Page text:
Biotic Proxies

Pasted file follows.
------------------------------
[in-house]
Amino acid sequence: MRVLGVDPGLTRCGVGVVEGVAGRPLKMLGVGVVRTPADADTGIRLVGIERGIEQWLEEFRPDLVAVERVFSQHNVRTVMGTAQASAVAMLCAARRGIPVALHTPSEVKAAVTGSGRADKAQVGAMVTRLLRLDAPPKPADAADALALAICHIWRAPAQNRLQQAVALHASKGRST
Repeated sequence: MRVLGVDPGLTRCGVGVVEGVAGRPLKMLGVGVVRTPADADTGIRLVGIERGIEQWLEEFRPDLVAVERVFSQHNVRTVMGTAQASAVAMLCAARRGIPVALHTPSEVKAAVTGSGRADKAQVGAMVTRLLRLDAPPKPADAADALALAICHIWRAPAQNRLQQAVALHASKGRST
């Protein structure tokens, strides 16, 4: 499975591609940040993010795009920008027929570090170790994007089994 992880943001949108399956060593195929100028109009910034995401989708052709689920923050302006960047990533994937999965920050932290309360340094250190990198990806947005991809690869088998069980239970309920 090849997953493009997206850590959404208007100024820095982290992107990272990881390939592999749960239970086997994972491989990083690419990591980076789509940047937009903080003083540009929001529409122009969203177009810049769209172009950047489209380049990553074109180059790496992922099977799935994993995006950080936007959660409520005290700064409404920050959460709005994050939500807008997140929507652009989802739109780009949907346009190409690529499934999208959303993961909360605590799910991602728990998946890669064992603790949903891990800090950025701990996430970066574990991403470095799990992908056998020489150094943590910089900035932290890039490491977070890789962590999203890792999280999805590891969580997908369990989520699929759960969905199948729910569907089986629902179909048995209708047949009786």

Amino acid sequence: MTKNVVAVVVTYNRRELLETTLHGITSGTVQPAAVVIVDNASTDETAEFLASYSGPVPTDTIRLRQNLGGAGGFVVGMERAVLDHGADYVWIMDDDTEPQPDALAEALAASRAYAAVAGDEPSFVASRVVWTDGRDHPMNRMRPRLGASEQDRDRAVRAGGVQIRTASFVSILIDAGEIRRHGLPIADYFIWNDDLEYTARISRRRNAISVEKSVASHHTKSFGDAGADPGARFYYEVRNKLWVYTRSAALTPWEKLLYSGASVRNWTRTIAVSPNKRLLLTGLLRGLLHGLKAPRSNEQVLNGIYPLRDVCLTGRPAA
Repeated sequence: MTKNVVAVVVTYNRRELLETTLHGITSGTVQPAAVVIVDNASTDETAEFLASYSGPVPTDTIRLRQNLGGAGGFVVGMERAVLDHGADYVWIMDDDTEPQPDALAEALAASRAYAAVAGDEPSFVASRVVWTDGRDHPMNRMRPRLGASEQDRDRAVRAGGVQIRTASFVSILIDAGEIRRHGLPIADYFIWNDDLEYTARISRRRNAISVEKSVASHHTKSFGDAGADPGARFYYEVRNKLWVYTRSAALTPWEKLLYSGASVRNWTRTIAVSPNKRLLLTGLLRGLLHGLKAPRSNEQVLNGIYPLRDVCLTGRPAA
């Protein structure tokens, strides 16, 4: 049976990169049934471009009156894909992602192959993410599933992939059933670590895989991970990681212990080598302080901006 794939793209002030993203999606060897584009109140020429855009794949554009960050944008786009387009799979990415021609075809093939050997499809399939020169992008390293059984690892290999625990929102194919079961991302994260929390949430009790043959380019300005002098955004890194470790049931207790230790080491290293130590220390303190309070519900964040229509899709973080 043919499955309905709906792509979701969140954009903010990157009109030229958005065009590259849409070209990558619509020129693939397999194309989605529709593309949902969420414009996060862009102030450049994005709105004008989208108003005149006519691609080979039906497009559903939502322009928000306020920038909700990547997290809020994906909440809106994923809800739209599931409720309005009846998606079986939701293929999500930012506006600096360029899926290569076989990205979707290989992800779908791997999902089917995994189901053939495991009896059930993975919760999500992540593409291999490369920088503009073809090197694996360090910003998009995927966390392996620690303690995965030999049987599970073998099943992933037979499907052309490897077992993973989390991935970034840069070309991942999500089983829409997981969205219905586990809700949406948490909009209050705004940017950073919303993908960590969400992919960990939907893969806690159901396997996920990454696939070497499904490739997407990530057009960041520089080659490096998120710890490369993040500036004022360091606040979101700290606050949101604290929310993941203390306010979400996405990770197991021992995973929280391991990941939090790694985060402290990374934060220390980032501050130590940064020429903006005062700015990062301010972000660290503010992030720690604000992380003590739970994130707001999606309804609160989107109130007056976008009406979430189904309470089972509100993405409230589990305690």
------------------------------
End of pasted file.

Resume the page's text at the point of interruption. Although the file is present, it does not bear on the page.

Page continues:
Climate proxies allow multiple independent pieces of a complex puzzle to be put together to create a master picture of the Earth's past climates. Each piece, no matter how small, makes an important contribution in the effort not only to understand when and where climate change occurred but also how and why. Knowing the answers to these questions is important because it strengthens the community's understanding of the sensitivity of the Earth's climate, how it responds to global warming, and the effect human behavior is having on natural systems. Another major group of proxies that scientists use to study past climate change are the biotic proxies. These include items once alive on Earth, such as life-forms, trees, coral, and plants. This chapter first looks at how the presence of fossils and other evidence of once-living creatures tell a story about the climate of the past. By examining them and the associations of environmental conditions today in which their modern-day descendants live, climatologists can gain clues as to what the past environment was like. Next, it looks at trees and the science of dendrochronology and examines how far back into the historical time line this technique can reliably take scientists when they attempt to reconstruct past climates. The use of corals is presented next, including the environment they need in order to survive and why ancient coral formations are found today in some of the most unexpected places. Finally, the paleoclimatic story told by plants and how they relate directly to climate change is examined.

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